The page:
While many people tend to focus on how much money their investments will produce for them, it can be equally as important to understand how the IRS will tax this income. In this post, we’ll explore the tax treatments on interest, capital gains, and dividends, and then discuss how you can use this knowledge to your advantage.
Most forms of interest are considered to be taxable in the same way as money you would have earned from your employer (also known as ordinary income). Examples would be interest earned on savings accounts, money market accounts, CDs, etc.
If you’ve got treasury bills, notes, or bonds, then you will also owe ordinary income taxes at the federal level, but they would be exempt from state and local taxes. Alternatively, the interest on municipal bonds is tax-exempt at the federal level, but you will be taxed at the state level.
If you’ve got any U.S. savings bonds (series EE or I), the interest you’d receive is also taxable at the federal level. However, you only need to declare it at the time of redemption.
Anytime you sell an asset such as a stock, bond, or piece of real estate for more than you bought it for, this is called a capital gain. According to the IRS, capital gains are classified and taxed in one of two ways:
Short-Term Capital Gains
Short-term capital gains are assets owned for one year or less. An example of this would be a stock you purchased and then sold six months later. These types of assets are treated just like ordinary income and receive no special tax benefits.
Long-Term Capital Gains
Long-term capital gains are assets owned for more than one year. An example of this would be a stock you purchased and then sold five years later. These types of assets classically receive better tax treatment than short-term capital gains or ordinary income.
Just like with gains, you can also declare capital losses if you sold any assets for less than what you paid for them. Losses can be combined with your gains to offset your “net capital gain” which is actually the amount you will be taxed on.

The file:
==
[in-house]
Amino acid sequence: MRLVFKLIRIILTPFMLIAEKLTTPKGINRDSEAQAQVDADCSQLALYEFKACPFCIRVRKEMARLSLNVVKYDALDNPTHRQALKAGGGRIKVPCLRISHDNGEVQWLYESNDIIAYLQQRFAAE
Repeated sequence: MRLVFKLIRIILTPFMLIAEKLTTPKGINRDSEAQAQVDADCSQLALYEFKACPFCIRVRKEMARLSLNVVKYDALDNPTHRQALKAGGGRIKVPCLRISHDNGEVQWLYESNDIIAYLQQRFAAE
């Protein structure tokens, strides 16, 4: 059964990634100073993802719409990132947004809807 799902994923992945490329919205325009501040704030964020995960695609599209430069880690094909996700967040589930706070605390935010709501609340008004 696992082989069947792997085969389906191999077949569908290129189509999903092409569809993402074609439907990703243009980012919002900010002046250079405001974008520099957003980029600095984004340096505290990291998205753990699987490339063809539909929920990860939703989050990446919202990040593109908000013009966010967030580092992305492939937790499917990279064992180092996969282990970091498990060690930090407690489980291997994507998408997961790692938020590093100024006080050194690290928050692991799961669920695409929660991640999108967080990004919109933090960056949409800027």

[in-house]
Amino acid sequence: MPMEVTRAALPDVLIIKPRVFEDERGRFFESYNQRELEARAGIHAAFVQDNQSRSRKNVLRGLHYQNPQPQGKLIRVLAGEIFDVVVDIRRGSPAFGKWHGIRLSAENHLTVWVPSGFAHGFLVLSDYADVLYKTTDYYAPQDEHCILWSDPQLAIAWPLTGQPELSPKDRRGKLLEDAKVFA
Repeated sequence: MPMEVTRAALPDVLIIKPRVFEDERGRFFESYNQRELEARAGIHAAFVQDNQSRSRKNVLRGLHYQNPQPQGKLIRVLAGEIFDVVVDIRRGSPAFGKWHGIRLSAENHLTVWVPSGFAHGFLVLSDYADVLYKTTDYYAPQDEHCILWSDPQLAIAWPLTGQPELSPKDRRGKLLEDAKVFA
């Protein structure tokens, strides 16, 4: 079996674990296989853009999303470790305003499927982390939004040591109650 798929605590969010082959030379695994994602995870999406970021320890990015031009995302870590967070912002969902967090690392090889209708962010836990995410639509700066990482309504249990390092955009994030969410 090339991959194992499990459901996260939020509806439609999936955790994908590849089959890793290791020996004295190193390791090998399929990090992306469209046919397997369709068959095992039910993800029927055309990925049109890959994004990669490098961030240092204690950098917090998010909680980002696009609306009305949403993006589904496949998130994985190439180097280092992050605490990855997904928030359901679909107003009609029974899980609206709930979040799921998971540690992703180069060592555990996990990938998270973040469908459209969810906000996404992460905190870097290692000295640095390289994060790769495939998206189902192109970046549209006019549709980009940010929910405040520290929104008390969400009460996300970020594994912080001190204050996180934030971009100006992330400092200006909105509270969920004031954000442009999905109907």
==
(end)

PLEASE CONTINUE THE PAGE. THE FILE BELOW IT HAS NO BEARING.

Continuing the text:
Non-qualified dividends are usually those payments that don’t meet the requirements to be considered qualified dividends. However, they can also include other types of dividends such as those from employee stock options and real estate investment trusts. Just as the name implies, non-qualified dividends will not receive special tax treatment and will be taxed as ordinary income.
Taxes on Long-Term Capital Gains and Qualified Dividends
Depending on your adjusted gross income and filing status, you will pay the following taxes based on the earnings you receive according to these brackets for 2021:
- 0% on $0 – $40,400 for individual filers and $0 – $80,800 and married filing joint
- 15% on $40,400 – $445,850 for individual filers and $80,800 – $501,600 and married filing joint
- 20% on $445,850 or more for individual filers and $501,600 or more and married filing joint
Using Capital Gains and Dividends to Minimize Your Taxes
Let a Professional Help You Lower Your Taxes
Tax laws can be complicated. There are many different ways to structure your investments so that you’ll owe as little to the IRS as possible. If you’d like to learn more about how your specific tax situation can be optimized, then please feel free to connect with us by sending an email or filling out our contact form.